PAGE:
HL Deb 24 June 1991 vol 530 cc467-9

5.53 p.m.

Lord Belstead rose to move, That the draft order laid before the House on 6th June be approved.

The noble Lord said: My Lords, the order makes provision for Northern Ireland corresponding to two Acts, both of which were introduced as Private Members' Bills in another place and piloted through your Lordships' House by the noble Lord, Lord Tordoff; namely, the Access to Personal Files Act 1987 and the Access to Medical Reports Act 1988. During the passage of both Bills, undertakings were given that similar measures would be brought forward for Northern Ireland. That briefly is the background to the order. As this is a harmonisation measure, I hope that your Lordships will forgive me if I am brief.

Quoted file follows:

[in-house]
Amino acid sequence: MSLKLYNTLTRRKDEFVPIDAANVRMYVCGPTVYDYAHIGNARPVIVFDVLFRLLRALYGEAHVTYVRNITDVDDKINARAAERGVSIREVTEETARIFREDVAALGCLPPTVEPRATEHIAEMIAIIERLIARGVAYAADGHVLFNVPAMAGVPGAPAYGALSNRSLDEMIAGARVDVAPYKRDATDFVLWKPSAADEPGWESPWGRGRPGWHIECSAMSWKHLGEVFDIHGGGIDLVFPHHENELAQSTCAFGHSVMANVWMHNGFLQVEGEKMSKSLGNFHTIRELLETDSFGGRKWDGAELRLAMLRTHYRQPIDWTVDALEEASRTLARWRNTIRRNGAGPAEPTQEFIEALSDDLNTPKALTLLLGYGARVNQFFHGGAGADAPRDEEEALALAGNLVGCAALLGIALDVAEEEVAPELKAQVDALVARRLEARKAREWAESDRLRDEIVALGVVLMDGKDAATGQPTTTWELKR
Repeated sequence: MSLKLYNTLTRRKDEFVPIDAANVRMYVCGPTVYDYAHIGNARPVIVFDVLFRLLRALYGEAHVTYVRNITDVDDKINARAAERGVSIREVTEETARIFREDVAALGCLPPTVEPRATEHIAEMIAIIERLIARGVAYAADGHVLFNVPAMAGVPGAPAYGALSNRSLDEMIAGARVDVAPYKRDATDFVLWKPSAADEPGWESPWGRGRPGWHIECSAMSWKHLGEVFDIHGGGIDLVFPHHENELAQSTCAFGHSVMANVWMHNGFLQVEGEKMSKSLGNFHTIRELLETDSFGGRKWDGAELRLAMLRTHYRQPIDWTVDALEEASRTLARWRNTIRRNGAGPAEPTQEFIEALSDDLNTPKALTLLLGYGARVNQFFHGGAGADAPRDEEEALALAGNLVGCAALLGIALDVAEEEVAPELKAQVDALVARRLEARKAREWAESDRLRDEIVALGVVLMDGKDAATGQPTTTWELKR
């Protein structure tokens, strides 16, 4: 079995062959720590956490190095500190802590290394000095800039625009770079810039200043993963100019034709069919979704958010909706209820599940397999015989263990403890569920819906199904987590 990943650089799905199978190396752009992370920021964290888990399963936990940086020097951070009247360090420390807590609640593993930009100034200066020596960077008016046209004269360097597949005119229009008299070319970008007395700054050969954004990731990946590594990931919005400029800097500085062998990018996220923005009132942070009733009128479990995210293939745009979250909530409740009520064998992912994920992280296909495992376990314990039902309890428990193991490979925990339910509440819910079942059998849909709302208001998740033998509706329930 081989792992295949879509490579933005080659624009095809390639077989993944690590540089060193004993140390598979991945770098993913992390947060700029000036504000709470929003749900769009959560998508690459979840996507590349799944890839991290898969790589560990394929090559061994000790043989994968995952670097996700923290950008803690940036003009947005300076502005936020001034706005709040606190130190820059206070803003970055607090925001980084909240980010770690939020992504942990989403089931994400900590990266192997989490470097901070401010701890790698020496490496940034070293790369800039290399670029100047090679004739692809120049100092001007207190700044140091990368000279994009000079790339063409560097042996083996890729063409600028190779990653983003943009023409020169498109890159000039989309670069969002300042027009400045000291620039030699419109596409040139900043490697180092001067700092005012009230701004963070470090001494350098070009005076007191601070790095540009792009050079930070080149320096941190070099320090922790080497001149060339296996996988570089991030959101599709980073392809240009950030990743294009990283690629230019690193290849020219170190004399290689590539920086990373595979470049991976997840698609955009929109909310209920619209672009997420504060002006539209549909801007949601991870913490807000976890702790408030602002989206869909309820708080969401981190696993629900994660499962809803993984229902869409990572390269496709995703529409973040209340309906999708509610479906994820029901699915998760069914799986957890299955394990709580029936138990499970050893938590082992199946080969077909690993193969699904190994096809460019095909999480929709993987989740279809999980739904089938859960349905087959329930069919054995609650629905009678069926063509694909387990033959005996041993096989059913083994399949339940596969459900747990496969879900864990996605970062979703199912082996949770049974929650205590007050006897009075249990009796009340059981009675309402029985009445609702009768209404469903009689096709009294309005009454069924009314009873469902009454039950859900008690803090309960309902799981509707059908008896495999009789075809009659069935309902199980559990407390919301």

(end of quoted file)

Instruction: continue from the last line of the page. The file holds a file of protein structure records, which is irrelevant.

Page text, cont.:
Part II (that is, Articles 3 to 5 and the schedule) contains the framework for statutory rights of access for individuals to certain manually-held housing and social services records which are defined in the schedule and held by the Northern Ireland Housing Executive and the Health and Social Services Boards. The principle of access to computer-based records is of course enshrined in the Data Protection Act 1984. Much of the detail of the statutory scheme for access to housing and social services files needs to be prescribed in regulations under Article 5. Before the regulations are made, there is an obligation on the departments involved to consult appropriate authorities and bodies. I assure noble Lords that consultation will be extensive and thorough.